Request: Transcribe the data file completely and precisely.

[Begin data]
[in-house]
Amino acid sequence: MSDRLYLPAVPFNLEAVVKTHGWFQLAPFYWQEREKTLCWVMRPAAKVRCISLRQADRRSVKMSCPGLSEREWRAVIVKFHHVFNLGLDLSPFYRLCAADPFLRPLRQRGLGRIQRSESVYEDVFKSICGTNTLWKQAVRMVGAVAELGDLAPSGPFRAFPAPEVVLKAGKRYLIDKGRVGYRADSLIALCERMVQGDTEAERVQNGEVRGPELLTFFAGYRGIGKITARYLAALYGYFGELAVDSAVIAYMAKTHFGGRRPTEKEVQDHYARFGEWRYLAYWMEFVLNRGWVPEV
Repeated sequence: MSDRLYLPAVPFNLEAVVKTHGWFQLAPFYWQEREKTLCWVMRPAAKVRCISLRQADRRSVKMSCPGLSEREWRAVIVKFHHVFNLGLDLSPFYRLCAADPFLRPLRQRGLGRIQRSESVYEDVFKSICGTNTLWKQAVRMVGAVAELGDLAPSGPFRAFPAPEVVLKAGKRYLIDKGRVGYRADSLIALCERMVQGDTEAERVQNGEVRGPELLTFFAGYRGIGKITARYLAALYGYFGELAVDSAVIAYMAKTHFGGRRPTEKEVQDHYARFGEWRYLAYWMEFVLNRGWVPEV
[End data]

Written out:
[in-house]
Amino acid sequence: MSDRLYLPAVPFNLEAVVKTHGWFQLAPFYWQEREKTLCWVMRPAAKVRCISLRQADRRSVKMSCPGLSEREWRAVIVKFHHVFNLGLDLSPFYRLCAADPFLRPLRQRGLGRIQRSESVYEDVFKSICGTNTLWKQAVRMVGAVAELGDLAPSGPFRAFPAPEVVLKAGKRYLIDKGRVGYRADSLIALCERMVQGDTEAERVQNGEVRGPELLTFFAGYRGIGKITARYLAALYGYFGELAVDSAVIAYMAKTHFGGRRPTEKEVQDHYARFGEWRYLAYWMEFVLNRGWVPEV
Repeated sequence: MSDRLYLPAVPFNLEAVVKTHGWFQLAPFYWQEREKTLCWVMRPAAKVRCISLRQADRRSVKMSCPGLSEREWRAVIVKFHHVFNLGLDLSPFYRLCAADPFLRPLRQRGLGRIQRSESVYEDVFKSICGTNTLWKQAVRMVGAVAELGDLAPSGPFRAFPAPEVVLKAGKRYLIDKGRVGYRADSLIALCERMVQGDTEAERVQNGEVRGPELLTFFAGYRGIGKITARYLAALYGYFGELAVDSAVIAYMAKTHFGGRRPTEKEVQDHYARFGEWRYLAYWMEFVLNRGWVPEV